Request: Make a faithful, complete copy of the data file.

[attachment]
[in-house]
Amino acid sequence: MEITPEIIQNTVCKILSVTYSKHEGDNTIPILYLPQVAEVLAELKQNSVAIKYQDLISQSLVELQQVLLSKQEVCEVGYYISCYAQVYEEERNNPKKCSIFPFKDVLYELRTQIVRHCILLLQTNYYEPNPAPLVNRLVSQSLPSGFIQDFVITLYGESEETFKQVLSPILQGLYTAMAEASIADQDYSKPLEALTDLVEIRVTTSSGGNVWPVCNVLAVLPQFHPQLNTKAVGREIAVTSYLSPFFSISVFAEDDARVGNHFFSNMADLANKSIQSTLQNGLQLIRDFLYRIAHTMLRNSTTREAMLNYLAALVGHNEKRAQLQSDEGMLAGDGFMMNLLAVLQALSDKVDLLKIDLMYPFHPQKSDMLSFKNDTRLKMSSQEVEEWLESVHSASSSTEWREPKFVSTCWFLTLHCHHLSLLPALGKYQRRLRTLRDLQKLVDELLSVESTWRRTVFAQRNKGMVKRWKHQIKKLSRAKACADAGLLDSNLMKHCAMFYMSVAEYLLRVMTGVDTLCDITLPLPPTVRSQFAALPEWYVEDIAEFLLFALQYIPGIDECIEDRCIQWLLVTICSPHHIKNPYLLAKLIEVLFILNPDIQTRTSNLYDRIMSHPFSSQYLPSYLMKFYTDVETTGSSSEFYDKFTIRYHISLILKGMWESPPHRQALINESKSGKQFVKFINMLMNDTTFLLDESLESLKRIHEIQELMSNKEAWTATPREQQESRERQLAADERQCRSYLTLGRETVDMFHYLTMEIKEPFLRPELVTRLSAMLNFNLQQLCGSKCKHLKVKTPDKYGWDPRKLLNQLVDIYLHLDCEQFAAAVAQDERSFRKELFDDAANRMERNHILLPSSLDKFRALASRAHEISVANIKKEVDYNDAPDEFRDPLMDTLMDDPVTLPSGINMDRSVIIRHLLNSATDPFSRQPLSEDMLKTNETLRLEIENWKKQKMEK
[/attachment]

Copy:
[in-house]
Amino acid sequence: MEITPEIIQNTVCKILSVTYSKHEGDNTIPILYLPQVAEVLAELKQNSVAIKYQDLISQSLVELQQVLLSKQEVCEVGYYISCYAQVYEEERNNPKKCSIFPFKDVLYELRTQIVRHCILLLQTNYYEPNPAPLVNRLVSQSLPSGFIQDFVITLYGESEETFKQVLSPILQGLYTAMAEASIADQDYSKPLEALTDLVEIRVTTSSGGNVWPVCNVLAVLPQFHPQLNTKAVGREIAVTSYLSPFFSISVFAEDDARVGNHFFSNMADLANKSIQSTLQNGLQLIRDFLYRIAHTMLRNSTTREAMLNYLAALVGHNEKRAQLQSDEGMLAGDGFMMNLLAVLQALSDKVDLLKIDLMYPFHPQKSDMLSFKNDTRLKMSSQEVEEWLESVHSASSSTEWREPKFVSTCWFLTLHCHHLSLLPALGKYQRRLRTLRDLQKLVDELLSVESTWRRTVFAQRNKGMVKRWKHQIKKLSRAKACADAGLLDSNLMKHCAMFYMSVAEYLLRVMTGVDTLCDITLPLPPTVRSQFAALPEWYVEDIAEFLLFALQYIPGIDECIEDRCIQWLLVTICSPHHIKNPYLLAKLIEVLFILNPDIQTRTSNLYDRIMSHPFSSQYLPSYLMKFYTDVETTGSSSEFYDKFTIRYHISLILKGMWESPPHRQALINESKSGKQFVKFINMLMNDTTFLLDESLESLKRIHEIQELMSNKEAWTATPREQQESRERQLAADERQCRSYLTLGRETVDMFHYLTMEIKEPFLRPELVTRLSAMLNFNLQQLCGSKCKHLKVKTPDKYGWDPRKLLNQLVDIYLHLDCEQFAAAVAQDERSFRKELFDDAANRMERNHILLPSSLDKFRALASRAHEISVANIKKEVDYNDAPDEFRDPLMDTLMDDPVTLPSGINMDRSVIIRHLLNSATDPFSRQPLSEDMLKTNETLRLEIENWKKQKMEK